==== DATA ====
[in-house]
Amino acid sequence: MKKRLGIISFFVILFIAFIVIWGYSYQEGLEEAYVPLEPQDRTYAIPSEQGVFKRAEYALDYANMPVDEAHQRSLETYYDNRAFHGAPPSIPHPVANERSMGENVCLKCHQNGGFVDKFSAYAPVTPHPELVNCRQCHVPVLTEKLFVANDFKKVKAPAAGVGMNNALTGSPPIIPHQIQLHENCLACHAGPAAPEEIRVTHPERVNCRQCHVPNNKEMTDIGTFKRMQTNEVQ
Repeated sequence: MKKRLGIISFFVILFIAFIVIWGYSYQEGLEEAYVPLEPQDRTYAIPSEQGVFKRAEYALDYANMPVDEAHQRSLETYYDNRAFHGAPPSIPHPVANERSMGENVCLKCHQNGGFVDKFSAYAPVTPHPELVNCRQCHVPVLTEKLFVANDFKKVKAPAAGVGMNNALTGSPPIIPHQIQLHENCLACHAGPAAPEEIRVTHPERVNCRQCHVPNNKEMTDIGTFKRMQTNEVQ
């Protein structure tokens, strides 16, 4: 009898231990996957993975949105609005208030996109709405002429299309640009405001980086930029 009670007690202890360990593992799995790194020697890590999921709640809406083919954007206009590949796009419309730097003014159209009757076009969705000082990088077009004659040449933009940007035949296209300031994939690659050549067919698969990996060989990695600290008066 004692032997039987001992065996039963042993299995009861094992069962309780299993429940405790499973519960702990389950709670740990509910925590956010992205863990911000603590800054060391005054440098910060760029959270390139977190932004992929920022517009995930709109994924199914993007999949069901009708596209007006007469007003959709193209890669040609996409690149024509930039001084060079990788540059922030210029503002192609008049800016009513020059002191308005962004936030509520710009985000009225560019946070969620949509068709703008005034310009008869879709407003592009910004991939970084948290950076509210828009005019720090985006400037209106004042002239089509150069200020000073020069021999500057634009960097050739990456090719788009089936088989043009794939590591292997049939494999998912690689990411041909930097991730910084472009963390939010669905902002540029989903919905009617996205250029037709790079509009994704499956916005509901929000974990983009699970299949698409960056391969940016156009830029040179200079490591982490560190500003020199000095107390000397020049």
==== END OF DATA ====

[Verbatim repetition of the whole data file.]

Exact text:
[in-house]
Amino acid sequence: MKKRLGIISFFVILFIAFIVIWGYSYQEGLEEAYVPLEPQDRTYAIPSEQGVFKRAEYALDYANMPVDEAHQRSLETYYDNRAFHGAPPSIPHPVANERSMGENVCLKCHQNGGFVDKFSAYAPVTPHPELVNCRQCHVPVLTEKLFVANDFKKVKAPAAGVGMNNALTGSPPIIPHQIQLHENCLACHAGPAAPEEIRVTHPERVNCRQCHVPNNKEMTDIGTFKRMQTNEVQ
Repeated sequence: MKKRLGIISFFVILFIAFIVIWGYSYQEGLEEAYVPLEPQDRTYAIPSEQGVFKRAEYALDYANMPVDEAHQRSLETYYDNRAFHGAPPSIPHPVANERSMGENVCLKCHQNGGFVDKFSAYAPVTPHPELVNCRQCHVPVLTEKLFVANDFKKVKAPAAGVGMNNALTGSPPIIPHQIQLHENCLACHAGPAAPEEIRVTHPERVNCRQCHVPNNKEMTDIGTFKRMQTNEVQ
């Protein structure tokens, strides 16, 4: 009898231990996957993975949105609005208030996109709405002429299309640009405001980086930029 009670007690202890360990593992799995790194020697890590999921709640809406083919954007206009590949796009419309730097003014159209009757076009969705000082990088077009004659040449933009940007035949296209300031994939690659050549067919698969990996060989990695600290008066 004692032997039987001992065996039963042993299995009861094992069962309780299993429940405790499973519960702990389950709670740990509910925590956010992205863990911000603590800054060391005054440098910060760029959270390139977190932004992929920022517009995930709109994924199914993007999949069901009708596209007006007469007003959709193209890669040609996409690149024509930039001084060079990788540059922030210029503002192609008049800016009513020059002191308005962004936030509520710009985000009225560019946070969620949509068709703008005034310009008869879709407003592009910004991939970084948290950076509210828009005019720090985006400037209106004042002239089509150069200020000073020069021999500057634009960097050739990456090719788009089936088989043009794939590591292997049939494999998912690689990411041909930097991730910084472009963390939010669905902002540029989903919905009617996205250029037709790079509009994704499956916005509901929000974990983009699970299949698409960056391969940016156009830029040179200079490591982490560190500003020199000095107390000397020049």